My peers in this industry are highly variable, but from among those who I communicate with regularly, I have found genuine compatriots. Paul Simer often says that if you've run a comic or game store for longer than a few years, you are a "survivor." It is a sentiment I share. We survivors tend to band together for mutual protection. We fortify, trade, and intermarry. Or something.
For the most part, retailers learn best practices, put them into place, bang around the edges of them with custom tweaks, lose some money on the custom tweaks, and then return to the center of best practices with allowances for whatever must be adapted to the resources at hand. It is ever thus, nobody gets into this trade without enough arrogance in tow to think we can do it better. Then, reality is beaten into our faces and we get religion in a hurry.
For example, despite some disagreement in the trenches, the data we have internally in the trade suggests that board games (or any boxed game really, but for simplicity, "board games") that are featured for demonstration to customers sell four to ten times the quantity that they do at similarly situated stores that opt not to demo that particular game. Performing a demo of a board game is also an important social function because it opens the gateway to the tabletop hobby overall to a visitor who might not already be engaged. It is an overwhelmingly positive best practice on multiple fronts. And I don't do it.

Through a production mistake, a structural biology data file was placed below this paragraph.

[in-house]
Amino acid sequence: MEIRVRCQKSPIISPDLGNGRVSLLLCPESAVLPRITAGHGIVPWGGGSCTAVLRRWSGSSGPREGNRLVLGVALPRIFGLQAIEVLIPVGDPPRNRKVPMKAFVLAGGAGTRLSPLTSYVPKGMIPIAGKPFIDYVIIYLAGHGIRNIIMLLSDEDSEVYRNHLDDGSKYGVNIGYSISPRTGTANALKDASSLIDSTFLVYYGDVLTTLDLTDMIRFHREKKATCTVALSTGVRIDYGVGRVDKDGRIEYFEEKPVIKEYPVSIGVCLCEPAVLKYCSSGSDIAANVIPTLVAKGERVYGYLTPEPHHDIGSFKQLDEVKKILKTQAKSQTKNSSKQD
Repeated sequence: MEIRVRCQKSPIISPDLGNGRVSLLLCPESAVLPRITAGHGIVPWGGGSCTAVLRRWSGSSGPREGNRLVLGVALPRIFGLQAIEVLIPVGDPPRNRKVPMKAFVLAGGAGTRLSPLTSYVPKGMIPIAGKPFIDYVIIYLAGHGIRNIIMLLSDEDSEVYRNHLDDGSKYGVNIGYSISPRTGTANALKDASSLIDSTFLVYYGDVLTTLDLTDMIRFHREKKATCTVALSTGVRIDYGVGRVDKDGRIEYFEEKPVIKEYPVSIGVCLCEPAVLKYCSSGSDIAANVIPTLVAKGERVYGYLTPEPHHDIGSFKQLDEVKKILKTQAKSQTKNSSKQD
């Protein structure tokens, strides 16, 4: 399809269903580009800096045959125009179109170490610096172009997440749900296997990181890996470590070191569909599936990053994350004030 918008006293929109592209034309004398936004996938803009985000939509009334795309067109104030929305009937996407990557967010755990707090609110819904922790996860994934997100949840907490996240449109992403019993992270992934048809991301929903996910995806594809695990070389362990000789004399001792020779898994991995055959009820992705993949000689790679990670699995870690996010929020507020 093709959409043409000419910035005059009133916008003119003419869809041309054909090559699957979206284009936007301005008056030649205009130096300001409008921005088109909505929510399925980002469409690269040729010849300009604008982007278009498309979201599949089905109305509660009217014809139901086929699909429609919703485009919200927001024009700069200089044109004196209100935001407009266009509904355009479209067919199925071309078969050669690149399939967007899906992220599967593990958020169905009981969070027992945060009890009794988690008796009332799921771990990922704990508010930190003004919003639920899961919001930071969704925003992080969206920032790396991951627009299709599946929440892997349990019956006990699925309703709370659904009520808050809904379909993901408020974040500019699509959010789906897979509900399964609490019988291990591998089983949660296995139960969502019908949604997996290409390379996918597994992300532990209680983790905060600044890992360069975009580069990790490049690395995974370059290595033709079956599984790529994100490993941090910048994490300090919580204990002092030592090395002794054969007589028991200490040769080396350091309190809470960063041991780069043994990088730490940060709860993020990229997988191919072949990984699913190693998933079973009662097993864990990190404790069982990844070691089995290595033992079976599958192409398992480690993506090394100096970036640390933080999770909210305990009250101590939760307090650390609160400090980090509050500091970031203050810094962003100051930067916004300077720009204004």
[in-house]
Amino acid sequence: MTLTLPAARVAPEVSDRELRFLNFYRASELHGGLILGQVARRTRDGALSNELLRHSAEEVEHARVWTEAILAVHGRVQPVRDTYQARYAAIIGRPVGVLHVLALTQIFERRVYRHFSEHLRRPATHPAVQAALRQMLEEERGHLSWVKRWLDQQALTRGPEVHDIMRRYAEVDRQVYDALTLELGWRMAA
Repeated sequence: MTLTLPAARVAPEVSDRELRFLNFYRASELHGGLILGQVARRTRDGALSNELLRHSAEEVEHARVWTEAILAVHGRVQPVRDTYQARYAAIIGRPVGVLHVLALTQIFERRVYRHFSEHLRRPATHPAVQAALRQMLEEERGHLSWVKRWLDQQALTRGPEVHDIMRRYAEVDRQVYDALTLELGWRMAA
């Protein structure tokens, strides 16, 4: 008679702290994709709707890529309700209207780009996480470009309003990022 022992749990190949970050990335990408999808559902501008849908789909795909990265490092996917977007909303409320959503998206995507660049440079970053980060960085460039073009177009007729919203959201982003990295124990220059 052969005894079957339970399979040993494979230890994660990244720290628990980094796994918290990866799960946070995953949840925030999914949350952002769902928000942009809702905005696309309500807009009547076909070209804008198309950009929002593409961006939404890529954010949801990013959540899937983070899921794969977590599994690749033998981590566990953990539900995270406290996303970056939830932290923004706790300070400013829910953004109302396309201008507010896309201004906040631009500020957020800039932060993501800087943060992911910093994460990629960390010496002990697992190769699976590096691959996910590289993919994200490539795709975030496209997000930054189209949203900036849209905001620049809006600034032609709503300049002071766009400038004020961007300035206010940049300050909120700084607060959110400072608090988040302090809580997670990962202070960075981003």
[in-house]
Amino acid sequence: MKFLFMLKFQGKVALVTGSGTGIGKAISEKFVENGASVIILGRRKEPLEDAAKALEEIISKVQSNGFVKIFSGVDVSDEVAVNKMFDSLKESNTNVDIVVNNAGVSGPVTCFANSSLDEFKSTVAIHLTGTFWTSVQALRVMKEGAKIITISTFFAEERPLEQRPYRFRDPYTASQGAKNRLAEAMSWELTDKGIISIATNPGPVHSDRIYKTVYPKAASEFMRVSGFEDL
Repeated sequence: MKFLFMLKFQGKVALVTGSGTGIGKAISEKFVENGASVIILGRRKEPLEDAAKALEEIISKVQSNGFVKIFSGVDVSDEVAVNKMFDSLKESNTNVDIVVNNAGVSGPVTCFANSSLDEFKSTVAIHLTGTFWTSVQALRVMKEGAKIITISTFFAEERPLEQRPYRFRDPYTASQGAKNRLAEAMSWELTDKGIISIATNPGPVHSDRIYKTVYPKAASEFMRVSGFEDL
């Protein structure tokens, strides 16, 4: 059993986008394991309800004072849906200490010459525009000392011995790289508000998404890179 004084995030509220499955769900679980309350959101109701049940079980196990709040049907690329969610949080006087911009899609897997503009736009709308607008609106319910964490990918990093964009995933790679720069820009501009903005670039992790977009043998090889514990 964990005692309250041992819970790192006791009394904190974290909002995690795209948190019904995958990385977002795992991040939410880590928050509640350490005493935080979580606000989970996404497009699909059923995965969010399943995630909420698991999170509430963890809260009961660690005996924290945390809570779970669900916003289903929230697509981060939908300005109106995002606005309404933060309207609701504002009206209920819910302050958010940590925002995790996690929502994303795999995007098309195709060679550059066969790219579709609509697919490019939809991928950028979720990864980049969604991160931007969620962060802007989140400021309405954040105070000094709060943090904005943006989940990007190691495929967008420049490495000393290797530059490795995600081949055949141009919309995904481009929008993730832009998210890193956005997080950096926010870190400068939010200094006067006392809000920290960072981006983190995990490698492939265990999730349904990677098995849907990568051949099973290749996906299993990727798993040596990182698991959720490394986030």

Why don't I engage in the proven best practice of boxed game demos? Because I don't have room in Gilbert to do it in any meaningful way, and in Tempe where I do have room, I don't have the consistency of customer traffic or the board game clientele depth to support it. I could say I don't have enough board game volume overall to do it, but I don't want to beg the question or use circular reasoning. The counterargument becomes, of course you don't have the board game volume, you don't demo. If you did, you'd build that volume. Chicken and egg perhaps. That's without addressing the online dumping element, but either you've got a coping mechanism to dampen the sting from that or you're out of the category anyway.
Take this for what you will: Board games are bouncing back slowly but surely in Gilbert, showing signs of life in Tempe, and depending on the particulars of the move this autumn, might feature meaningfully at DSG New, perhaps including room to demo them. So while I may dismiss board game demos as a non-starter under my immediate circumstances, I recognize the best practice for what it is.
At any given time, there are best practices that I believe might not be everything they were promised to be. Or, perhaps, I believe I've found an even more betterer practice. Or I'm just tired or irritated that morning, especially if I have had to be on the phone. Whatever the reason, I often find myself at odds with many of my peers, doggedly insisting on swimming the stream less traveled and being typically verbose and vocal about it. Sometimes I'm wrong, but sometimes I am right, so I stick to my judgment until process and outcomes reveal more.